The **Fourier transform**, named after Joseph Fourier, is a mathematical transform with many applications in physics and engineering. Very commonly it transforms a mathematical function of time, into a new function, sometimes denoted by or whose argument is frequency with units of cycles or radians per second. The new function is then known as the **Fourier transform** and/or the frequency spectrum of the function The Fourier transform is also a reversible operation. Thus, given the function one can determine the original function, (See Fourier inversion theorem.) and are also respectively known as *time domain* and *frequency domain* representations of the same "event". Most often perhaps, is a real-valued function, and is complex valued, where a complex number describes both the amplitude and phase of a corresponding frequency component. In general, is also complex, such as the analytic representation of a real-valued function. The term "Fourier transform" refers to both the transform operation and to the complex-valued function it produces.

In the case of a periodic function (for example, a continuous but not necessarily sinusoidal musical sound), the Fourier transform can be simplified to the calculation of a discrete set of complex amplitudes, called Fourier series coefficients. Also, when a time-domain function is sampled to facilitate storage or computer-processing, it is still possible to recreate a version of the original Fourier transform according to the Poisson summation formula, also known as discrete-time Fourier transform. These topics are addressed in separate articles. For an overview of those and other related operations, refer to Fourier analysis or List of Fourier-related transforms.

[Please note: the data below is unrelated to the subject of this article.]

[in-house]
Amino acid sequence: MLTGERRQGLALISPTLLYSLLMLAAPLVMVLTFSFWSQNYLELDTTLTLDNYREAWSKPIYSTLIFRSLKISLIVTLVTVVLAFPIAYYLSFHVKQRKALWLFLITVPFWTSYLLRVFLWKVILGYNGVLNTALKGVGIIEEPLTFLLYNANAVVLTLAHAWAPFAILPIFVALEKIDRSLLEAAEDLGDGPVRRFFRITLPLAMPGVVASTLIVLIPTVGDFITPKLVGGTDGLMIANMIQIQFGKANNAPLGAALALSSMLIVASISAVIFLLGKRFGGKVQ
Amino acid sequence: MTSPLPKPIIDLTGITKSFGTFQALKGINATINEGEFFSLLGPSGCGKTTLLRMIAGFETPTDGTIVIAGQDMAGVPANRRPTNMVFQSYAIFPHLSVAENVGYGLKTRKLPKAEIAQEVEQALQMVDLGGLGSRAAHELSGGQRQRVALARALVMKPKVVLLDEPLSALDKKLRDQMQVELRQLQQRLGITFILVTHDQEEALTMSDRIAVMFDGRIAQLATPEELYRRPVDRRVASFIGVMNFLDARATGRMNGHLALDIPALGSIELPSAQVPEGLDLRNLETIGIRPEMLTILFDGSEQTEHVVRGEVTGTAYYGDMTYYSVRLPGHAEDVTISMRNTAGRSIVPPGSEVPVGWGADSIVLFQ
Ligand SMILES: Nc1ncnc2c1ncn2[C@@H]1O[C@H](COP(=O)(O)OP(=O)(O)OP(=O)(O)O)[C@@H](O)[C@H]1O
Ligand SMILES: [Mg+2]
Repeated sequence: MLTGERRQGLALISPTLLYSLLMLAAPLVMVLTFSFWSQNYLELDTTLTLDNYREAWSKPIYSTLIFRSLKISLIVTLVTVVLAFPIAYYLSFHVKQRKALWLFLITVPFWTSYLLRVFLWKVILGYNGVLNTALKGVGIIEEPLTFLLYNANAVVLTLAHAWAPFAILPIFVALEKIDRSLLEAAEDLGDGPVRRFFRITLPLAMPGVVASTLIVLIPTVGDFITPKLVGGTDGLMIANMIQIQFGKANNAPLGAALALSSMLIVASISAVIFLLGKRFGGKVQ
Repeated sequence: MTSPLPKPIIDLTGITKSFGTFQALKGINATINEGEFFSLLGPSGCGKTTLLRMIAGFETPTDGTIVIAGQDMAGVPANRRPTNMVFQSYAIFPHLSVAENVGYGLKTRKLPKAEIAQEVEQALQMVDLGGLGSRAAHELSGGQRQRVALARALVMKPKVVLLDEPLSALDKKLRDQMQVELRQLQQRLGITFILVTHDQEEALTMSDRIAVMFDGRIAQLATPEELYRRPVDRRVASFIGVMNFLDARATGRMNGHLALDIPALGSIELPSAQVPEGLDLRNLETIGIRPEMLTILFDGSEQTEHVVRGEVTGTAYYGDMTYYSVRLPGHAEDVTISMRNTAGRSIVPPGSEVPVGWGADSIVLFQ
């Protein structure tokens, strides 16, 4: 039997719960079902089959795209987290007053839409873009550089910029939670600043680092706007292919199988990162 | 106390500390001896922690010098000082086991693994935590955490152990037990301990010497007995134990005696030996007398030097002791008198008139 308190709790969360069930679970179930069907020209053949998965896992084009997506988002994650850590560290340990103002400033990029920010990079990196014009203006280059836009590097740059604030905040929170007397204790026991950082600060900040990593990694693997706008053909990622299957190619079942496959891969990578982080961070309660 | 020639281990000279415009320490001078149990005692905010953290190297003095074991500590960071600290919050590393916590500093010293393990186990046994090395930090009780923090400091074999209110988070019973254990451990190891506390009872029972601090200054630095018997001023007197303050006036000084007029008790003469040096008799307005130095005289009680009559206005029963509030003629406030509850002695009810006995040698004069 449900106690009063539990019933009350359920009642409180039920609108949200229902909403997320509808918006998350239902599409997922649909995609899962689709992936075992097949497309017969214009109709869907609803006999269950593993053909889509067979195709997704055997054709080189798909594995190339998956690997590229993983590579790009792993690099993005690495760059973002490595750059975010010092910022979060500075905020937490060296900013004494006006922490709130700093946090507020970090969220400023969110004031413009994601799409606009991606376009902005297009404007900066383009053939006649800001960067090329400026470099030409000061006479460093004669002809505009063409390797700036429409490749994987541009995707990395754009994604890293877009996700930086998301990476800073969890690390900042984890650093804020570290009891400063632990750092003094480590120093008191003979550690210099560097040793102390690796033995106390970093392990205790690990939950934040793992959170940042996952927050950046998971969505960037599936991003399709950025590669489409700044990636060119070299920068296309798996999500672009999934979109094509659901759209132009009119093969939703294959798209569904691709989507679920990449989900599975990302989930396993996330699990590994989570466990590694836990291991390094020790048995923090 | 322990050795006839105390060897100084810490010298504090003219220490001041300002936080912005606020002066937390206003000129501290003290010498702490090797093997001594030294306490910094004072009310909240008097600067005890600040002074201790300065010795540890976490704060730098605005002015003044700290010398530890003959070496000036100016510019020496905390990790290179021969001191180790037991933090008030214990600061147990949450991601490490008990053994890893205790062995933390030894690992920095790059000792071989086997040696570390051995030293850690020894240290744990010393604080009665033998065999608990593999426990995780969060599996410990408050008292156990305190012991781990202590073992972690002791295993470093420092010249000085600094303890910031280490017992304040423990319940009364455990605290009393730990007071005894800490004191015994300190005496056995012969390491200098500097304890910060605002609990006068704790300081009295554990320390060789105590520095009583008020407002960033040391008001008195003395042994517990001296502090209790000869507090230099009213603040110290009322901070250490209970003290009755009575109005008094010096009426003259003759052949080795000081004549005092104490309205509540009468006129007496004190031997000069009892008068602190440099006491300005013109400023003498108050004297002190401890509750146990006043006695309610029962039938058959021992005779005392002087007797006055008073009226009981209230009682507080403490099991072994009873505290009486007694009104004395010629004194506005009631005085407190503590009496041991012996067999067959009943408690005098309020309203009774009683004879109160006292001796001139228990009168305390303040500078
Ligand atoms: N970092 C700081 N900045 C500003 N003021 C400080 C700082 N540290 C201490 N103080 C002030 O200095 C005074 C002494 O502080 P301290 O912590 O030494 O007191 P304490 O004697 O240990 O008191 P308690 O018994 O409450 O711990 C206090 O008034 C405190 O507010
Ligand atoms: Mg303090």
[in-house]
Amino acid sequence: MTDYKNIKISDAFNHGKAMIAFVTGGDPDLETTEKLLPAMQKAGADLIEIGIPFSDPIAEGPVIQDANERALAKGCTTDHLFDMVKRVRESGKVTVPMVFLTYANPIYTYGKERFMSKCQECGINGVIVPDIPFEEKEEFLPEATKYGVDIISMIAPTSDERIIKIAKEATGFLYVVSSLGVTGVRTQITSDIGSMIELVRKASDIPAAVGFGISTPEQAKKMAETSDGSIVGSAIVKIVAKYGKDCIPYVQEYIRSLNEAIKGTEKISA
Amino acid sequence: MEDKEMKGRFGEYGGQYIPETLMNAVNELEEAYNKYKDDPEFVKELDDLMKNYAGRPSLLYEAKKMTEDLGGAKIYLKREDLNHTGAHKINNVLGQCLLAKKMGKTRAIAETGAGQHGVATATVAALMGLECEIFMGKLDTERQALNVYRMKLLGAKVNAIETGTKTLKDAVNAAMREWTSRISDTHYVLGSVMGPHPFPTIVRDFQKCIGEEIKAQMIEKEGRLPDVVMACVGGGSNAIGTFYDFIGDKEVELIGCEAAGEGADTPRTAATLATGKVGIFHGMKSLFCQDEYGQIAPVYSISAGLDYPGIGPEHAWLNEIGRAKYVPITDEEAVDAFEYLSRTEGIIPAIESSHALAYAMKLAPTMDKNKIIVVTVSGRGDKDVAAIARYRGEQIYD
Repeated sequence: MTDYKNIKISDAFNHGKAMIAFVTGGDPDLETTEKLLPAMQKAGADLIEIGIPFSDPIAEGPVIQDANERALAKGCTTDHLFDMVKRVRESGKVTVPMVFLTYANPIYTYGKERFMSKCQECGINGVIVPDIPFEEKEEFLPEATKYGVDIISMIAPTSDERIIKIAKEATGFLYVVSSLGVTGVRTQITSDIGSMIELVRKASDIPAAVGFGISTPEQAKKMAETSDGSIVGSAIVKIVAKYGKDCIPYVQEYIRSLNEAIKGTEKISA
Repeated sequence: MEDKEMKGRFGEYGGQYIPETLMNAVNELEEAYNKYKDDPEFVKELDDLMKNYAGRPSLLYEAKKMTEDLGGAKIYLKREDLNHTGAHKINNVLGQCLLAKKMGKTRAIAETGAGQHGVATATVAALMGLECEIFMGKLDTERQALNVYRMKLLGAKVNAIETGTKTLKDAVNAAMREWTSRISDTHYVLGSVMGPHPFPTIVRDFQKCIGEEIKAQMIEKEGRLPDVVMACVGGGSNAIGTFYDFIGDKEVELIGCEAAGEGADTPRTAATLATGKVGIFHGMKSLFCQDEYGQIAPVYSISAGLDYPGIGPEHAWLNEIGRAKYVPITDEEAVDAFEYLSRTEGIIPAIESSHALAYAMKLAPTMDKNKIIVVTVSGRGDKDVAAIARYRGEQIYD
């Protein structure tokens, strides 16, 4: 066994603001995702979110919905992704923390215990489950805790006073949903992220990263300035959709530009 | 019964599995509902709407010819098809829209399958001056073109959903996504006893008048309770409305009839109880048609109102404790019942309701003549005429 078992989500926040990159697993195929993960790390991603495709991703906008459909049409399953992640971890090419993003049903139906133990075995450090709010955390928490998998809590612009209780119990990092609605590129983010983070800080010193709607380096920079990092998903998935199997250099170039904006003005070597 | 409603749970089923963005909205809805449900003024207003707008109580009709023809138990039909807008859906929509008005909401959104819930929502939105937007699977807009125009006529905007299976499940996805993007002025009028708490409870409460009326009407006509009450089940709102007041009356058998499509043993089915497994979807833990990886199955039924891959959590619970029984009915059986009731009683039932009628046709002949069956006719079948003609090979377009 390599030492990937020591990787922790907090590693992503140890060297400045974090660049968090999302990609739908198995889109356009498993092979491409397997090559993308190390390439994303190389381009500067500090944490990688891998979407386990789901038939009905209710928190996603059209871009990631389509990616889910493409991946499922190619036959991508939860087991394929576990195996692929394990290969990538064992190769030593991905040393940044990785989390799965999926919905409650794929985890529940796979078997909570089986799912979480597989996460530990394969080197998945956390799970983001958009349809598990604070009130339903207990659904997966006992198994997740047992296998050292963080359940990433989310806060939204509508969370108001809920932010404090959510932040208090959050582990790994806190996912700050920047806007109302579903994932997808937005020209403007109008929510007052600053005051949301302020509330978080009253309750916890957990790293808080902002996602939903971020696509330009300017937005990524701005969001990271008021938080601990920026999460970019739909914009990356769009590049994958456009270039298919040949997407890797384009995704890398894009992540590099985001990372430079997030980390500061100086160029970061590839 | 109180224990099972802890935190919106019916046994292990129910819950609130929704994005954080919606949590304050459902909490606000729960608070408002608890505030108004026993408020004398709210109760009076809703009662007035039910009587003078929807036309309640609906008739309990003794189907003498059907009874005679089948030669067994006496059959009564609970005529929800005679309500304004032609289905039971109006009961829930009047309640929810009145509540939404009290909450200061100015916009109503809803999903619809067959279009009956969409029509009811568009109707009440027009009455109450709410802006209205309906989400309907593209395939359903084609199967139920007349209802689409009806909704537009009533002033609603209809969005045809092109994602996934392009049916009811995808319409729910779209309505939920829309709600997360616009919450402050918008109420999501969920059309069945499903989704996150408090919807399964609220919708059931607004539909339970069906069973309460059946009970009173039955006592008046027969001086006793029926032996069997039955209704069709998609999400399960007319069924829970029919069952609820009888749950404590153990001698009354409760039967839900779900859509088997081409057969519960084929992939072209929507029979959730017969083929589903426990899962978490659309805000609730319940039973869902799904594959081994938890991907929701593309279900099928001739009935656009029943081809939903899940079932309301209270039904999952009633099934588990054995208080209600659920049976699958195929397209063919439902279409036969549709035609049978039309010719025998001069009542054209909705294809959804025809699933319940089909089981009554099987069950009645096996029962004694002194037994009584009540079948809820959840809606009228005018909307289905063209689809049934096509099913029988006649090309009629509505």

Read more about Fourier Transform: Definition, Introduction, Properties of The Fourier Transform, Fourier Transform On Euclidean Space, Fourier Transform On Other Function Spaces, Alternatives, Other Notations, Other Conventions, Tables of Important Fourier Transforms

### Famous quotes containing the word transform:

“But I must needs take my petulance, contrasting it with my accustomed morning hopefulness, as a sign of the ageing of appetite, of a decay in the very capacity of enjoyment. We need some imaginative stimulus, some not impossible ideal which may shape vague hope, and *transform* it into effective desire, to carry us year after year, without disgust, through the routine- work which is so large a part of life.”

—Walter Pater (1839–1894)